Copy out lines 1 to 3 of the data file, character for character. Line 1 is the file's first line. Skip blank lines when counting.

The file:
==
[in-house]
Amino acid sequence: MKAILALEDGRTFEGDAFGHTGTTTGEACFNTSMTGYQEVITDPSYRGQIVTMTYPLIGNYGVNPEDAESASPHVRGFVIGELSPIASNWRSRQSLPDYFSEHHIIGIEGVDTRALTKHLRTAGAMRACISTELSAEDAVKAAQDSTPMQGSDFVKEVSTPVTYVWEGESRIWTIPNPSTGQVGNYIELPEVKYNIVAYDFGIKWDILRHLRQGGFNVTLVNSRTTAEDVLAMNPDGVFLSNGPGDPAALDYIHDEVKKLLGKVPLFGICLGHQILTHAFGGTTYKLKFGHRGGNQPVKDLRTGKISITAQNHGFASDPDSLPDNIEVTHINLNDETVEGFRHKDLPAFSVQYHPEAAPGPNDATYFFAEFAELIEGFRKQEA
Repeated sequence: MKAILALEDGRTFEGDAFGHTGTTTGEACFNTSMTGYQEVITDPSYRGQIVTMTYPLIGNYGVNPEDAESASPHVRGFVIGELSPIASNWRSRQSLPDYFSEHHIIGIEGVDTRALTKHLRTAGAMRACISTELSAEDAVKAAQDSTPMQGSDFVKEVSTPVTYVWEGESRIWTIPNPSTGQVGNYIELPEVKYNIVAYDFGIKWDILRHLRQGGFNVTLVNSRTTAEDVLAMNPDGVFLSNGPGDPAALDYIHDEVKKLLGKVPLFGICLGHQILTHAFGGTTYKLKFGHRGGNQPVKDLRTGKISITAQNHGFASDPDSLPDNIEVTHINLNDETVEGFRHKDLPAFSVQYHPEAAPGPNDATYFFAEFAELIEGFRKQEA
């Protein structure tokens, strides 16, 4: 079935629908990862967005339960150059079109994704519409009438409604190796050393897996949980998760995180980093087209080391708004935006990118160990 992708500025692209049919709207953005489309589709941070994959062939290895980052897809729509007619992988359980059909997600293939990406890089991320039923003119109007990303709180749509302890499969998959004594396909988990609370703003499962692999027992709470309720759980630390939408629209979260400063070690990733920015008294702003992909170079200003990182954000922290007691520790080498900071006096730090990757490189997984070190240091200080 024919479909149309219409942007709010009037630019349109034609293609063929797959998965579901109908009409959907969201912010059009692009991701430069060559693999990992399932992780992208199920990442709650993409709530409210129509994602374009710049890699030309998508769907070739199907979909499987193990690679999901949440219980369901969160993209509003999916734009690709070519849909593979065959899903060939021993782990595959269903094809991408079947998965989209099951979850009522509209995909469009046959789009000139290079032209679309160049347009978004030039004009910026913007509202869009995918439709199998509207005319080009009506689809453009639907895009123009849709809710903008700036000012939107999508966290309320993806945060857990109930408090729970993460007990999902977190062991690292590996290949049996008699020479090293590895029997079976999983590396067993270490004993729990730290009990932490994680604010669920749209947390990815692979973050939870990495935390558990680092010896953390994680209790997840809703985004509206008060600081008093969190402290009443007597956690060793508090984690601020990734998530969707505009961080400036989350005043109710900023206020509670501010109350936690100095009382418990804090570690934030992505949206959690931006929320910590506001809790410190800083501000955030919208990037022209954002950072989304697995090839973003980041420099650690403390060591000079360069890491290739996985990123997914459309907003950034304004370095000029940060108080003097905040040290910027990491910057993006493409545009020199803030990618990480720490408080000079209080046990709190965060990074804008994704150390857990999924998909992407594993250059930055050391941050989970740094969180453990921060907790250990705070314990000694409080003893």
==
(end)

[in-house]
Amino acid sequence: MKAILALEDGRTFEGDAFGHTGTTTGEACFNTSMTGYQEVITDPSYRGQIVTMTYPLIGNYGVNPEDAESASPHVRGFVIGELSPIASNWRSRQSLPDYFSEHHIIGIEGVDTRALTKHLRTAGAMRACISTELSAEDAVKAAQDSTPMQGSDFVKEVSTPVTYVWEGESRIWTIPNPSTGQVGNYIELPEVKYNIVAYDFGIKWDILRHLRQGGFNVTLVNSRTTAEDVLAMNPDGVFLSNGPGDPAALDYIHDEVKKLLGKVPLFGICLGHQILTHAFGGTTYKLKFGHRGGNQPVKDLRTGKISITAQNHGFASDPDSLPDNIEVTHINLNDETVEGFRHKDLPAFSVQYHPEAAPGPNDATYFFAEFAELIEGFRKQEA
Repeated sequence: MKAILALEDGRTFEGDAFGHTGTTTGEACFNTSMTGYQEVITDPSYRGQIVTMTYPLIGNYGVNPEDAESASPHVRGFVIGELSPIASNWRSRQSLPDYFSEHHIIGIEGVDTRALTKHLRTAGAMRACISTELSAEDAVKAAQDSTPMQGSDFVKEVSTPVTYVWEGESRIWTIPNPSTGQVGNYIELPEVKYNIVAYDFGIKWDILRHLRQGGFNVTLVNSRTTAEDVLAMNPDGVFLSNGPGDPAALDYIHDEVKKLLGKVPLFGICLGHQILTHAFGGTTYKLKFGHRGGNQPVKDLRTGKISITAQNHGFASDPDSLPDNIEVTHINLNDETVEGFRHKDLPAFSVQYHPEAAPGPNDATYFFAEFAELIEGFRKQEA